Many of the gurus out there are already aware of this, but the auto-increment
and auto-decrement operators are not thread safe in Java. I was working in some
code recently where the only mutation that was occurring was an auto-increment
call to an index. After wrapping all of the interactions with this
variable in synchronized blocks, I looked at the damage and thought, “I wonder if I
can just make this
volatile and be done with it.”
Using volatile to solve this particular problem would require that the operation be atomic. I wasn’t sure of this, so I thought I’d test it out myself. The first thing I did was create a very simple class so I could take a look at the byte code that was generated.
This very simple class just provides methods that wrap the pre and post increment operators. If we take a look at the byte code generated for this class file with javap we can see the issue come leaping out like a four-headed chromatic dragon:
The problem above is that these operators are implemented in byte code as read-modify-write. This creates a problem when multiple threads are operating on the same piece of state. Consider the following:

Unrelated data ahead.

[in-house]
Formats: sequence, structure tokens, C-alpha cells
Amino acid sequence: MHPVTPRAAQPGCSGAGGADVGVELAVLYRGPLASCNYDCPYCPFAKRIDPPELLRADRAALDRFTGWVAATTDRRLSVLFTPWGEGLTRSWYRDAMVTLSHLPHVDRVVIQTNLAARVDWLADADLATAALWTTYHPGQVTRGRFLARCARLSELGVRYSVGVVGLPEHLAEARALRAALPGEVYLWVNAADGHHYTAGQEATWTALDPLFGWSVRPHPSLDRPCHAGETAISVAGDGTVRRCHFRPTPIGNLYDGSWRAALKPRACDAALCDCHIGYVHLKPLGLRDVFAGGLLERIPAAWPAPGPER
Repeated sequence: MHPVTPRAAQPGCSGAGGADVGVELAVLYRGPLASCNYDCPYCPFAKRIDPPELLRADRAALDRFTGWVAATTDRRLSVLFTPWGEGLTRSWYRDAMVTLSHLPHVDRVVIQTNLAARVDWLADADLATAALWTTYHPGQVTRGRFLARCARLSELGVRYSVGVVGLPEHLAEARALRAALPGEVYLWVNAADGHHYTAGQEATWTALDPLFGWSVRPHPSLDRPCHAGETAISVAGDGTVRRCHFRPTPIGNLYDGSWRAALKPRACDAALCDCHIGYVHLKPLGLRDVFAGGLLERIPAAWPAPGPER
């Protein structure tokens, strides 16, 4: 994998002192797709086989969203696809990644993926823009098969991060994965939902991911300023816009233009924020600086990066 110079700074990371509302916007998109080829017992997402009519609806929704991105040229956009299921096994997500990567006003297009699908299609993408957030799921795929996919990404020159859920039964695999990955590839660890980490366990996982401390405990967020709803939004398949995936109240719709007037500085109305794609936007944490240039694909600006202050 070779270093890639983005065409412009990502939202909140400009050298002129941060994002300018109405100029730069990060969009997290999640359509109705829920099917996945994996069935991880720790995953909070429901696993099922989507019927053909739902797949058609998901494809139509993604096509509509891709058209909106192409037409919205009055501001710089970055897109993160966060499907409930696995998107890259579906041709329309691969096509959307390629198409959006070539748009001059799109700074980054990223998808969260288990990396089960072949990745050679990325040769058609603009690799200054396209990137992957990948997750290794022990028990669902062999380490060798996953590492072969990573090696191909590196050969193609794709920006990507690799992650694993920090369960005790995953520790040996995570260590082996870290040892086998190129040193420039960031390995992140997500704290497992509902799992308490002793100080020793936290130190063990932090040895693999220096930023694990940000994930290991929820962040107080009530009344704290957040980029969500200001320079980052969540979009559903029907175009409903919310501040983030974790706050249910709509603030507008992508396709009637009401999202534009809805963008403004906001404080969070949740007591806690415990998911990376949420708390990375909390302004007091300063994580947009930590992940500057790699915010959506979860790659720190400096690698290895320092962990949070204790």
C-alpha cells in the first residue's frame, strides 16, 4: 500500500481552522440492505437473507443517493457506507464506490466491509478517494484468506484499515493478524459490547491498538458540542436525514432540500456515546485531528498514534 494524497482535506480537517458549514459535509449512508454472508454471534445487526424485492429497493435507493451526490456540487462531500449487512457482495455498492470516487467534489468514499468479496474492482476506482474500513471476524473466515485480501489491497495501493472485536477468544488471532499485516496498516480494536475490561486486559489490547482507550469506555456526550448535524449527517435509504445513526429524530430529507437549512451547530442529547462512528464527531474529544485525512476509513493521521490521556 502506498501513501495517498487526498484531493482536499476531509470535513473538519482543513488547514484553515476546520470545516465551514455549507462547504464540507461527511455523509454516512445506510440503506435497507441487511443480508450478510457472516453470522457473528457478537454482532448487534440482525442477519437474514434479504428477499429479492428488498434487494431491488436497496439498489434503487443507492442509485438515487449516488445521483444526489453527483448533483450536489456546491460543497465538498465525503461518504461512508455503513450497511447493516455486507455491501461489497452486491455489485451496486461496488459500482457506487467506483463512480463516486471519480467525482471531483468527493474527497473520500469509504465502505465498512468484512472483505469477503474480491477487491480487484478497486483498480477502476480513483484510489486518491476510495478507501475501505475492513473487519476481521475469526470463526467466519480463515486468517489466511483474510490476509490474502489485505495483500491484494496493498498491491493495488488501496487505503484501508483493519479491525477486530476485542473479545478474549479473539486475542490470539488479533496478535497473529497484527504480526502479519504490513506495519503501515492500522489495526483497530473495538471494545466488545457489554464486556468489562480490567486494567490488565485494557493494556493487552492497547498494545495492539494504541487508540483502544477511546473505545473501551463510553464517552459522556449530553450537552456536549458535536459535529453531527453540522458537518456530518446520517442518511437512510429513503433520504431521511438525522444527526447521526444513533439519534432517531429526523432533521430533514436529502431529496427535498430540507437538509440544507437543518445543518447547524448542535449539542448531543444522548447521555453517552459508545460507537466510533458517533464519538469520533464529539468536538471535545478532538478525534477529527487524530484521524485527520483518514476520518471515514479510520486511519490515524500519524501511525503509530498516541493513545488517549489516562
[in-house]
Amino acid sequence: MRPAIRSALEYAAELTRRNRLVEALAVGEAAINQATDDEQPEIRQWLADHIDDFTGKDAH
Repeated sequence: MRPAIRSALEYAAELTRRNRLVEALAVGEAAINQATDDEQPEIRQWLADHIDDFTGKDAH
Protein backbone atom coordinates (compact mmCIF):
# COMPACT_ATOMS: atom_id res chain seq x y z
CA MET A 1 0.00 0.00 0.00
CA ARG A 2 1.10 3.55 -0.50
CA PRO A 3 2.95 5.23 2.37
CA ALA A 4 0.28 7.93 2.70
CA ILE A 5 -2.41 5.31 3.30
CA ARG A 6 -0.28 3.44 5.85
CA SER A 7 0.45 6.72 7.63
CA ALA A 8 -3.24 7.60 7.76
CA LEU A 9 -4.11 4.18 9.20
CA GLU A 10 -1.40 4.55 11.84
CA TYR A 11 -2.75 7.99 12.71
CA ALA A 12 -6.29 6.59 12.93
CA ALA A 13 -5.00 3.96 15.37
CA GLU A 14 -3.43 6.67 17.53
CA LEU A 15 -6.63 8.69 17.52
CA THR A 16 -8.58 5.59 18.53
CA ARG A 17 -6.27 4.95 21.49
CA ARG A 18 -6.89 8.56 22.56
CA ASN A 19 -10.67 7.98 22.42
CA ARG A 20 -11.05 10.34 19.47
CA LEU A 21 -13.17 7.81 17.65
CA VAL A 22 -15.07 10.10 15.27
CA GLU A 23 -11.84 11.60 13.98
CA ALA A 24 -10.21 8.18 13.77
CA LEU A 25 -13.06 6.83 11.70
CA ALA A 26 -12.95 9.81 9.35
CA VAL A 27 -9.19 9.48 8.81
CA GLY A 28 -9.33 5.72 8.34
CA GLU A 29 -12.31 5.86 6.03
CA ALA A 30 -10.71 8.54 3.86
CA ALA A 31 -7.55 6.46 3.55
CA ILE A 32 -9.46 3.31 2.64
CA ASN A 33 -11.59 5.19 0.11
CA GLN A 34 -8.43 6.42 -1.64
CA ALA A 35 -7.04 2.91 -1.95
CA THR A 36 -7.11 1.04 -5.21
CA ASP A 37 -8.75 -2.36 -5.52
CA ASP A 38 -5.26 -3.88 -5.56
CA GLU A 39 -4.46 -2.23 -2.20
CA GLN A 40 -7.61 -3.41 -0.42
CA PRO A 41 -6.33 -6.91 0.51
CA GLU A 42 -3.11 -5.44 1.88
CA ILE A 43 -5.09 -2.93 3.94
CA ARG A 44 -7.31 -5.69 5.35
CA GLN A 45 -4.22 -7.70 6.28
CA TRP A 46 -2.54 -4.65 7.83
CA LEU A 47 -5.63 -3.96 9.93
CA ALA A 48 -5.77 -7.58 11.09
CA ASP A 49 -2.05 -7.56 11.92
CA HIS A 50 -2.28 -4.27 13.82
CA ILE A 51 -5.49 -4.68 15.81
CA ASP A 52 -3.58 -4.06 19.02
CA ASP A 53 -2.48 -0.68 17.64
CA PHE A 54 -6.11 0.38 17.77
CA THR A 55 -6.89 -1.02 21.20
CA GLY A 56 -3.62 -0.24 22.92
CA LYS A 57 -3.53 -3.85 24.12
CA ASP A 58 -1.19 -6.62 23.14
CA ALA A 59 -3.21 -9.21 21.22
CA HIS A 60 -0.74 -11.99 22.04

- Thread 1: getfield #2; // Thread 1 gets the value ‘0’
- Thread 2: getfield #2; // Thread 2 also gets the value ‘0’
- Thread 1: dup_x1, iconst_1, iadd, putfield #2 // Add ‘1’ and write it back
- Thread 2: dup_x1, iconst_1, iadd, putfield #2 // Add ‘1’ and write it back
At this point, the shared variable will have a value of ‘1’, despite having two auto-increment operations called on it! This can manifest itself in any number of nefarious ways. To better illustrate that this will happen if not guarded against, I’ve written a test and posted it on github. You can grab the test code here
Once you have the code, build and run it (assuming you have gradle) with:
You’ll find that it breaks pretty quickly. Feel free to vary the number of threads and the number of iterations. Even for values as low as 2 threads and 20 iterations, this will break pretty quickly.
This is one of those places where the syntax obscures a complex operation - something that occurs frequently in java (think auto boxing). If you’re not sure how something behaves, it’s worth busting out javap on the generated class file to find out exactly what’s happening.